But we confidently hope for bet- stration; and by furthering the imter things. We trust in the effect provement, but resisting the deof the general burst of indignation struction, of our institutions, at which the monstrous alliance be- length put a bar to that feverish tween Whigs and Radicals has oc- passion for innovation which procasioned. We trust in the at-last- mises to bury in one common ruin awakened sense of the nation to our liberties, our religion, and our the enormous danger which awaits national existence.
INDEX TO VOLUME XXXVII.
Aird, Thomas, poem by him of the Surplus Revenues of the Irish Church,
Christian Bride, in Three Cantos, 810-Battle of the Constitution must
be fought in the Registration Courts,
Chateaubriand, his Conversations, 620.
Tocqueville, Remarks on his Book, 759. William Pitt, 7, et seq.
Christian Bride, a Poem, by Thomas
Conservative Government, shall we have
tive Principles, 432-Reverence to old
sent the condition of the Protestant 435- Remarks on the Character of
Ministeries of Grey and Melbourne,
Dissolution, 439, el seq.-Refutation
they have been Enemies of the Coun-
John, Chap. XI., 18-Sham Fight Government has nothing to do but Re.
Delta, Poem by him. The Child's Bu.
imputed to its division into two Go- Democracy in America, by M. Alexis de
Early Called, the, Chap. I. By the
ties in the House of Commons, ib. 82—Chap. II. 196.
Fall of Melbourne Ministry, 30.
Legendary Tale, with very little lore,
Liberal Wbig, Letter from a, 125–His
Remarks on Sir R. Peel's Address to
Recommendation of a Coalition, 127-
which Government ought to act in
His Character at his greatest Eleva- Dissenters, 375; as regards Church
Rates, 376; as regards Commutation
Bishops from House of Lords, 377;
Remarks on “ La Magnetiseur, and of Income among the Working Clergy,
378_Coalition again Recommended,
form which may yet be safely given,
Whig Addresses at the Elections, 386
of Whigs and Tories, 937— Appropria-
tion of Church Property, 910— Ad-
B-m to a great personage, ib. versities, 942.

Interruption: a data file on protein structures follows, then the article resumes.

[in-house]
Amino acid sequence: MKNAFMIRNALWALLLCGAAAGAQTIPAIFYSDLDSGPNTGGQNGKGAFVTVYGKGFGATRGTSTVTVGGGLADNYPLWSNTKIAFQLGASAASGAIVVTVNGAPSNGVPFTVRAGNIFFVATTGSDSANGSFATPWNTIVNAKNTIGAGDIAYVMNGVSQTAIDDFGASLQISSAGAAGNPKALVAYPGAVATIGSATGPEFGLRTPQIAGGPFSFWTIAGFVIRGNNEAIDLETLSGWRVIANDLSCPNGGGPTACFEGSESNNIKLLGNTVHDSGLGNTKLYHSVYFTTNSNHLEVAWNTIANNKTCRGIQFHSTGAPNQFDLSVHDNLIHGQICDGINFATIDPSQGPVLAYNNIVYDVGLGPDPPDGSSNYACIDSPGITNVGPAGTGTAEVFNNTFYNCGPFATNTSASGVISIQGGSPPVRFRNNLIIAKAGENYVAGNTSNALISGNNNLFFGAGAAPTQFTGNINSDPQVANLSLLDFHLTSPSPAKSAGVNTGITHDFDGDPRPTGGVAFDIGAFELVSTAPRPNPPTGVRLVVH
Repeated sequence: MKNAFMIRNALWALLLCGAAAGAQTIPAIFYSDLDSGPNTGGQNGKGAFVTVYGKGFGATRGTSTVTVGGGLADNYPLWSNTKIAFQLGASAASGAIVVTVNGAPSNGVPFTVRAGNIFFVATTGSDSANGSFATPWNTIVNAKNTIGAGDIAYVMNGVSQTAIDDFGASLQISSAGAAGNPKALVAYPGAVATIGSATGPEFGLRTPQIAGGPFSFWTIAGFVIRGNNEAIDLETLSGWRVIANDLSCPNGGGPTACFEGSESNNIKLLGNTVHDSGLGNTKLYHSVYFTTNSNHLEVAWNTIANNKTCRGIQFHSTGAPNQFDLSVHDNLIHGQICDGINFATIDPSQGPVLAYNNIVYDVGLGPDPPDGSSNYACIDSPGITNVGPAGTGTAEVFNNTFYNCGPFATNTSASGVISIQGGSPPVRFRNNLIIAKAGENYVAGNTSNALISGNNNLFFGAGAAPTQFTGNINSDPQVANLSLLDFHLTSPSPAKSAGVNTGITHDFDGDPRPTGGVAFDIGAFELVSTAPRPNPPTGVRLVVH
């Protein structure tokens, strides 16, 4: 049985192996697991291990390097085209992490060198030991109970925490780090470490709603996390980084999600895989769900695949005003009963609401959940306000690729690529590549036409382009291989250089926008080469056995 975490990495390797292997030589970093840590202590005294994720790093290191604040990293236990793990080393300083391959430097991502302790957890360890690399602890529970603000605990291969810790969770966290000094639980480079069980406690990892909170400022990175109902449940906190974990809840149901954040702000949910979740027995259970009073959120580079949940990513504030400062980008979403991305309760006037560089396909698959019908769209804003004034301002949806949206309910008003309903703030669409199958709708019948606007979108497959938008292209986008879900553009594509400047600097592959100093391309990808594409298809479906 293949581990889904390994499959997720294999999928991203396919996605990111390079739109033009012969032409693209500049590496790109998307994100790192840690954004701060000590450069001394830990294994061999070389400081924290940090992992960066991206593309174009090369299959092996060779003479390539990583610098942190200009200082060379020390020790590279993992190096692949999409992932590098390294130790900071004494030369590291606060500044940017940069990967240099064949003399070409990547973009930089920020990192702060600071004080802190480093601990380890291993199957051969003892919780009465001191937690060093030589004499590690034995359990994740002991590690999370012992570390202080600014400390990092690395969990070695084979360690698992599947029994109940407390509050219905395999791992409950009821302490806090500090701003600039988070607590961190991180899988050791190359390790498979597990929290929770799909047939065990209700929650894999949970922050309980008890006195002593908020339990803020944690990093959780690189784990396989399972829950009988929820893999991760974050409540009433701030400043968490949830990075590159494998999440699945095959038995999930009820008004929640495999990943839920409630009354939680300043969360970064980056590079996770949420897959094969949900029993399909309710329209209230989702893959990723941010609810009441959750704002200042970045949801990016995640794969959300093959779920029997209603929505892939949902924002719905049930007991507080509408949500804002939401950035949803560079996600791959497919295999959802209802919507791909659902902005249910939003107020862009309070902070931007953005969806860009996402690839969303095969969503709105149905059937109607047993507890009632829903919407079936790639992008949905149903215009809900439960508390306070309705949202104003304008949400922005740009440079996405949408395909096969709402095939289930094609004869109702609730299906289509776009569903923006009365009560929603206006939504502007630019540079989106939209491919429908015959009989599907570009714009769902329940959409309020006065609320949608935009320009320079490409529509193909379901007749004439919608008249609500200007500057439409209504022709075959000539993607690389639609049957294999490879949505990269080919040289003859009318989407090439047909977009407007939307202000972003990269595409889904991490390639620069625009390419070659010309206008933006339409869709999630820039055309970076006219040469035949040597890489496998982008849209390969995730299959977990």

Mant's British Months, reviewed, 684.
the Work of Retributive Justice, ib.
not's Farewell, 233—Antique Greek Destruction the Result of their own
Mistake in supposing the Reform Bill
Gravedigger, &c. in Hamlet, 254– 32- Three circumstances in this Coun-
natural tendencies of the Reform Bill,
People ib. ; 2. Firm Conduct of the
King, 35–Sergeant Spankie's Letter
the Whig Cabinet after the passing of
testants to the People of England, 210. the measures of the Whig Govern-
ner of criticising Shakspeare, 237. licy, 41-State in which the Whigs
The Internal State of the Empire, 45
- Prospects of the new Government,
Michael Lynx, the man who knew him.
Middle Ages, Stories of the, 505. Queen
nirs, Impressions, &c. during a voy- Devil's Gully, 319.-Chap. XII. My
Uncle, 417–Chap. XIII. The Suicide,
579—Chap. XIV. The Moonbeam,
767—Chap. XV. The Breaking Wave,
Municipan and Corporate Revolution, clines to join the Rockiogham Admi.
964— Unequivocal symptoms of re- nistration, 12, 13–Uopopularity of
Coalition Ministry of 1783, 477–
X, 627–Chap. XI, 723_Chap. lition of Fees in Publie Offices, 481-
The King's dislike to the Coalition
marks on the Grassmarket Meeting, in India, 481-Pitt's opposition to that
difficulties and uncommon firmness at
betwixt the present time and 1783,
-Character of bis Eloquence, ib.-
represent the condition of the Protes- a decisive influence on events, 560—
ing the Test and Corporation Acts,
851-Reflections on the early stage of
perty of the Church was adjudged to
Letter from Alan Stevenson, 884. Prince Talleyrand, 76– Madame Dude-
Poetry- Poems by William S. Roscoe,
reviewed, 153— The Christian Bride,
by Thomas Aird, 178— The Hugue-
not's Farewell, by Mrs Hemans, 233
Entrance at College, &c. 5-His Stu- Dunbar, 287-Sonnet on the Duke of